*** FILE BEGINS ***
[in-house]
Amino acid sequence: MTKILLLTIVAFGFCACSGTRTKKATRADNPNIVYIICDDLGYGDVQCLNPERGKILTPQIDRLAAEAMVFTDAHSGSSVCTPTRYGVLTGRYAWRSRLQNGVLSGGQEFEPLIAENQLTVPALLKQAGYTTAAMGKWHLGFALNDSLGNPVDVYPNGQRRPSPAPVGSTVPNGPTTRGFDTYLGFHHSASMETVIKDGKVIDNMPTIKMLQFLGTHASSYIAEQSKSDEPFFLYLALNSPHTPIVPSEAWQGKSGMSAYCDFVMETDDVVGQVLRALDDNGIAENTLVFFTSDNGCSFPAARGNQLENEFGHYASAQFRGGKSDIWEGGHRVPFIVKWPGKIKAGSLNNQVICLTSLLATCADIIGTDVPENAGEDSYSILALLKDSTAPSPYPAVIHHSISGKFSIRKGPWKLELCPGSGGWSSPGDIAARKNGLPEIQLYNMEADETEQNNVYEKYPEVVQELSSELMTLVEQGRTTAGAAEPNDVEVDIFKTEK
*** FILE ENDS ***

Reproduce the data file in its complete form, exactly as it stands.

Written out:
[in-house]
Amino acid sequence: MTKILLLTIVAFGFCACSGTRTKKATRADNPNIVYIICDDLGYGDVQCLNPERGKILTPQIDRLAAEAMVFTDAHSGSSVCTPTRYGVLTGRYAWRSRLQNGVLSGGQEFEPLIAENQLTVPALLKQAGYTTAAMGKWHLGFALNDSLGNPVDVYPNGQRRPSPAPVGSTVPNGPTTRGFDTYLGFHHSASMETVIKDGKVIDNMPTIKMLQFLGTHASSYIAEQSKSDEPFFLYLALNSPHTPIVPSEAWQGKSGMSAYCDFVMETDDVVGQVLRALDDNGIAENTLVFFTSDNGCSFPAARGNQLENEFGHYASAQFRGGKSDIWEGGHRVPFIVKWPGKIKAGSLNNQVICLTSLLATCADIIGTDVPENAGEDSYSILALLKDSTAPSPYPAVIHHSISGKFSIRKGPWKLELCPGSGGWSSPGDIAARKNGLPEIQLYNMEADETEQNNVYEKYPEVVQELSSELMTLVEQGRTTAGAAEPNDVEVDIFKTEK